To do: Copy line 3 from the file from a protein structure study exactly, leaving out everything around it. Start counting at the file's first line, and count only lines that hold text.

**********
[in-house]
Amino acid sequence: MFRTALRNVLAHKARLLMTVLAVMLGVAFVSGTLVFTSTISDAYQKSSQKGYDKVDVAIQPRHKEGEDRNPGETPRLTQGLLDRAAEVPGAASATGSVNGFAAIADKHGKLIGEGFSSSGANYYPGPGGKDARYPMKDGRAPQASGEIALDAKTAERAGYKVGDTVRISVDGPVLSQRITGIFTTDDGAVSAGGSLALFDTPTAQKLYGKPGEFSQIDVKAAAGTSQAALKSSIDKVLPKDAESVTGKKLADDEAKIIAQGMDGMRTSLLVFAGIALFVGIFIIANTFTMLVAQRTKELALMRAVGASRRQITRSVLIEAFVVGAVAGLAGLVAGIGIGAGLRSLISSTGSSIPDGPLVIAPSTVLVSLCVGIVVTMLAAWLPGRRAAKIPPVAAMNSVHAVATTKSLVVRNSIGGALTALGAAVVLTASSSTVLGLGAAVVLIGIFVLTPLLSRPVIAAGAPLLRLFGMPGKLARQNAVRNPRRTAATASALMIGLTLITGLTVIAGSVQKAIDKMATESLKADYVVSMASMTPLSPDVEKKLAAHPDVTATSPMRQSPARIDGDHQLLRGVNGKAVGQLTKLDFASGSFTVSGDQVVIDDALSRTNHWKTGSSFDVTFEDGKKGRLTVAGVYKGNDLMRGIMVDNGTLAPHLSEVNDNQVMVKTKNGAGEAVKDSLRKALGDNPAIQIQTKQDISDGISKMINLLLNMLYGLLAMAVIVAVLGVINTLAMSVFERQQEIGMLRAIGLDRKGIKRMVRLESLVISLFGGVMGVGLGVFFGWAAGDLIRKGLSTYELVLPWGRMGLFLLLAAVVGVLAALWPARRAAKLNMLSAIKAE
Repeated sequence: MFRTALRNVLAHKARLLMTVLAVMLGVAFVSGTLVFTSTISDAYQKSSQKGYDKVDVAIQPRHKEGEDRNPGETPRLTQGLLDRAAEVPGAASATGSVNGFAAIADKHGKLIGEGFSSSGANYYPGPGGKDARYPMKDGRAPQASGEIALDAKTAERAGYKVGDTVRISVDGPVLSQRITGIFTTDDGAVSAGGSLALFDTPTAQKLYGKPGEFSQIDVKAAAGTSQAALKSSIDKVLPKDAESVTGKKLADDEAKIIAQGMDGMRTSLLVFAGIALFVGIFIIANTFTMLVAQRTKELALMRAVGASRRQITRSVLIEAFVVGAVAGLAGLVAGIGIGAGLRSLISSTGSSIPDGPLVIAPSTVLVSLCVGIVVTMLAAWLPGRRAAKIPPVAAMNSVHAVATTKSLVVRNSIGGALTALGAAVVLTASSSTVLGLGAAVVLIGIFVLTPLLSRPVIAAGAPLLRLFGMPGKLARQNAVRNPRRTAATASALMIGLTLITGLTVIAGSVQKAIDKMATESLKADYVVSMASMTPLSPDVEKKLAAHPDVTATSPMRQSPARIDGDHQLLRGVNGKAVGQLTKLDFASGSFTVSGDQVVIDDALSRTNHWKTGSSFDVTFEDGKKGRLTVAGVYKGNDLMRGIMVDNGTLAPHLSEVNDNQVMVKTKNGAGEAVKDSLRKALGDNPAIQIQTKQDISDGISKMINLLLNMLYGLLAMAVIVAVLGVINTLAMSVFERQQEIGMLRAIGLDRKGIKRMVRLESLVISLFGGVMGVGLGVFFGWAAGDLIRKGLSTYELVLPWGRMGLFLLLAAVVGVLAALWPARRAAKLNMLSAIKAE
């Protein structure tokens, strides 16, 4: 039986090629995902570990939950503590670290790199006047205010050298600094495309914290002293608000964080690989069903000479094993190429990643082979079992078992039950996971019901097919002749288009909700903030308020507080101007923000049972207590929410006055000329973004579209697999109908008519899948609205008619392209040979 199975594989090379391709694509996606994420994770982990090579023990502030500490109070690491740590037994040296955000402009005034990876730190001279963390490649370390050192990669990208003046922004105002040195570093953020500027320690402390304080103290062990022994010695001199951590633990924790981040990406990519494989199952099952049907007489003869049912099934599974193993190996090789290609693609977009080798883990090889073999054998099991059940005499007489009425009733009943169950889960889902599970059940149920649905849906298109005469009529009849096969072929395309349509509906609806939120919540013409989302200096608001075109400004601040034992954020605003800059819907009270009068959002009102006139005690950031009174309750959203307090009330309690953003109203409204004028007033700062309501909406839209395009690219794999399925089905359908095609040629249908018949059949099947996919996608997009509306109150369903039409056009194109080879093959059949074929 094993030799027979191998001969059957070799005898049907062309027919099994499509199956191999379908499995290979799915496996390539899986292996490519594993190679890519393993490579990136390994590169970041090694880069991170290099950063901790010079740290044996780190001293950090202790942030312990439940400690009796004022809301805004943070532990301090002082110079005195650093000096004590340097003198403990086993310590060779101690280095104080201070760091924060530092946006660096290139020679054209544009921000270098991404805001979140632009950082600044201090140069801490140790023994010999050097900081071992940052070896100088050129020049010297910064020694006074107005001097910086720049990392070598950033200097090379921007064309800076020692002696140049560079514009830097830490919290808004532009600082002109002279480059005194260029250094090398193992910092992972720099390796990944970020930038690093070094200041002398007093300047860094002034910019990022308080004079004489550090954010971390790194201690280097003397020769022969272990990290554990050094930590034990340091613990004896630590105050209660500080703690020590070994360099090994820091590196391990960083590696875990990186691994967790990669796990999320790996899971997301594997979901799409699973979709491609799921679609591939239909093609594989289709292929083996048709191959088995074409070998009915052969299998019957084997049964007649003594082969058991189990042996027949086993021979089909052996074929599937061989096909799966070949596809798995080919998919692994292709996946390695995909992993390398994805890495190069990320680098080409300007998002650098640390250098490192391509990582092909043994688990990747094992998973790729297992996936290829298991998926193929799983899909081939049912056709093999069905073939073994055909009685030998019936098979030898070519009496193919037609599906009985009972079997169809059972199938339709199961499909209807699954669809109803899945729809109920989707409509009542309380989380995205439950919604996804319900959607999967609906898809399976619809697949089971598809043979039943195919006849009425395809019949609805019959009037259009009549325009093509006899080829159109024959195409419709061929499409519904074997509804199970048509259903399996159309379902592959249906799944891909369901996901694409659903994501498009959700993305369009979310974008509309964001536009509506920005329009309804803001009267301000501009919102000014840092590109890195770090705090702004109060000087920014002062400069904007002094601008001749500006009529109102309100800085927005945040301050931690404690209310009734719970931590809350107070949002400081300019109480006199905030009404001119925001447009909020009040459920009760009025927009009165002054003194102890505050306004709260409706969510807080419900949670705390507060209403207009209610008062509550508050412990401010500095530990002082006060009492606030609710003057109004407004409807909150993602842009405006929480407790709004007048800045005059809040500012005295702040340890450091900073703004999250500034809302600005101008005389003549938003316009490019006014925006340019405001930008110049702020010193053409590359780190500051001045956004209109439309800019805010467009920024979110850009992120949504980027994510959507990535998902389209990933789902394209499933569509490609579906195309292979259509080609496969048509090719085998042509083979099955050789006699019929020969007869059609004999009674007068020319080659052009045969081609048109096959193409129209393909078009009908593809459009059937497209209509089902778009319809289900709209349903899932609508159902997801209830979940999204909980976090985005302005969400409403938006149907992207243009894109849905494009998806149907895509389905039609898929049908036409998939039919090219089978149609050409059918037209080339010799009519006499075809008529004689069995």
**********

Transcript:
Repeated sequence: MFRTALRNVLAHKARLLMTVLAVMLGVAFVSGTLVFTSTISDAYQKSSQKGYDKVDVAIQPRHKEGEDRNPGETPRLTQGLLDRAAEVPGAASATGSVNGFAAIADKHGKLIGEGFSSSGANYYPGPGGKDARYPMKDGRAPQASGEIALDAKTAERAGYKVGDTVRISVDGPVLSQRITGIFTTDDGAVSAGGSLALFDTPTAQKLYGKPGEFSQIDVKAAAGTSQAALKSSIDKVLPKDAESVTGKKLADDEAKIIAQGMDGMRTSLLVFAGIALFVGIFIIANTFTMLVAQRTKELALMRAVGASRRQITRSVLIEAFVVGAVAGLAGLVAGIGIGAGLRSLISSTGSSIPDGPLVIAPSTVLVSLCVGIVVTMLAAWLPGRRAAKIPPVAAMNSVHAVATTKSLVVRNSIGGALTALGAAVVLTASSSTVLGLGAAVVLIGIFVLTPLLSRPVIAAGAPLLRLFGMPGKLARQNAVRNPRRTAATASALMIGLTLITGLTVIAGSVQKAIDKMATESLKADYVVSMASMTPLSPDVEKKLAAHPDVTATSPMRQSPARIDGDHQLLRGVNGKAVGQLTKLDFASGSFTVSGDQVVIDDALSRTNHWKTGSSFDVTFEDGKKGRLTVAGVYKGNDLMRGIMVDNGTLAPHLSEVNDNQVMVKTKNGAGEAVKDSLRKALGDNPAIQIQTKQDISDGISKMINLLLNMLYGLLAMAVIVAVLGVINTLAMSVFERQQEIGMLRAIGLDRKGIKRMVRLESLVISLFGGVMGVGLGVFFGWAAGDLIRKGLSTYELVLPWGRMGLFLLLAAVVGVLAALWPARRAAKLNMLSAIKAE